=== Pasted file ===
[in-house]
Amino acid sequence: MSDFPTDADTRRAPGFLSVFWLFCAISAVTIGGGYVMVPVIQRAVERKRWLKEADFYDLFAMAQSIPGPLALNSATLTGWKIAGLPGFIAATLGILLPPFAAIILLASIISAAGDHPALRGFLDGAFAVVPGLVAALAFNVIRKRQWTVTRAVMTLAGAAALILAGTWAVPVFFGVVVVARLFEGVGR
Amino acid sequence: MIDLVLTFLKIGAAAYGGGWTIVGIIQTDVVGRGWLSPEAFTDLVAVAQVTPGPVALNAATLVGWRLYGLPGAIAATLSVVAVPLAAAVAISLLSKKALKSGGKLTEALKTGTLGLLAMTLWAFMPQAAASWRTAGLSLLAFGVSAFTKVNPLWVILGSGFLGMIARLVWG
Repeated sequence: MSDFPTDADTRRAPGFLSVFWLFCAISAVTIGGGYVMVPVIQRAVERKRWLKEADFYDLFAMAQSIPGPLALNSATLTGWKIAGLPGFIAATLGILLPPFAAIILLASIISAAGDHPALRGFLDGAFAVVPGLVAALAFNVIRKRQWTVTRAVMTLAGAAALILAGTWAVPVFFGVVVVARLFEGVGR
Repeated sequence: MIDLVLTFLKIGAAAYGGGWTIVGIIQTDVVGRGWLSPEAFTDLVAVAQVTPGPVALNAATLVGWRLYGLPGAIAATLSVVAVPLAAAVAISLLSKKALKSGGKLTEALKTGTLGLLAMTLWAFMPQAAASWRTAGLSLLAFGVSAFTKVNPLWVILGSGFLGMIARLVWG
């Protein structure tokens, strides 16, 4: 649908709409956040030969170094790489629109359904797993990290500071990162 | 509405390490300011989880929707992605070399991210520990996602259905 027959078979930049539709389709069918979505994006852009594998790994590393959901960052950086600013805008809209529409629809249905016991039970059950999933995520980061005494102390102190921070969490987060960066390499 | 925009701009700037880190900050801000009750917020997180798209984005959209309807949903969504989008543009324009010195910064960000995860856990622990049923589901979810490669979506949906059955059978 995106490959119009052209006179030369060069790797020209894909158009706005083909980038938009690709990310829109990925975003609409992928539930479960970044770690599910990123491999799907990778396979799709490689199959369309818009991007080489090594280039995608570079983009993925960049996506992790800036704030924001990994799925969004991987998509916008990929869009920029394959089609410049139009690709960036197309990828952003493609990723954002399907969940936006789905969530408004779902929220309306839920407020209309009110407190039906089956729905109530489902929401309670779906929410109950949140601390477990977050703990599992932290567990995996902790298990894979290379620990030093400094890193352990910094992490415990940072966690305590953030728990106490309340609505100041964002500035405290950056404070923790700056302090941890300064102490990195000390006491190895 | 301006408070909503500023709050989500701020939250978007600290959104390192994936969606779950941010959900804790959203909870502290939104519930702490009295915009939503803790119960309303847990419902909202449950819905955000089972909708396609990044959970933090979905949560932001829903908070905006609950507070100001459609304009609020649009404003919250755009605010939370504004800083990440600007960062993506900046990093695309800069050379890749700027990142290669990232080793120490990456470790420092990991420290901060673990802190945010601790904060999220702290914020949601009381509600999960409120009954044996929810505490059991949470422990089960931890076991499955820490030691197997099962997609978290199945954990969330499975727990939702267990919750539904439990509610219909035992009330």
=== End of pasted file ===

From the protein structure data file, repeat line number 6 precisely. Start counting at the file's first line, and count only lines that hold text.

């Protein structure tokens, strides 16, 4: 649908709409956040030969170094790489629109359904797993990290500071990162 | 509405390490300011989880929707992605070399991210520990996602259905 027959078979930049539709389709069918979505994006852009594998790994590393959901960052950086600013805008809209529409629809249905016991039970059950999933995520980061005494102390102190921070969490987060960066390499 | 925009701009700037880190900050801000009750917020997180798209984005959209309807949903969504989008543009324009010195910064960000995860856990622990049923589901979810490669979506949906059955059978 995106490959119009052209006179030369060069790797020209894909158009706005083909980038938009690709990310829109990925975003609409992928539930479960970044770690599910990123491999799907990778396979799709490689199959369309818009991007080489090594280039995608570079983009993925960049996506992790800036704030924001990994799925969004991987998509916008990929869009920029394959089609410049139009690709960036197309990828952003493609990723954002399907969940936006789905969530408004779902929220309306839920407020209309009110407190039906089956729905109530489902929401309670779906929410109950949140601390477990977050703990599992932290567990995996902790298990894979290379620990030093400094890193352990910094992490415990940072966690305590953030728990106490309340609505100041964002500035405290950056404070923790700056302090941890300064102490990195000390006491190895 | 301006408070909503500023709050989500701020939250978007600290959104390192994936969606779950941010959900804790959203909870502290939104519930702490009295915009939503803790119960309303847990419902909202449950819905955000089972909708396609990044959970933090979905949560932001829903908070905006609950507070100001459609304009609020649009404003919250755009605010939370504004800083990440600007960062993506900046990093695309800069050379890749700027990142290669990232080793120490990456470790420092990991420290901060673990802190945010601790904060999220702290914020949601009381509600999960409120009954044996929810505490059991949470422990089960931890076991499955820490030691197997099962997609978290199945954990969330499975727990939702267990919750539904439990509610219909035992009330």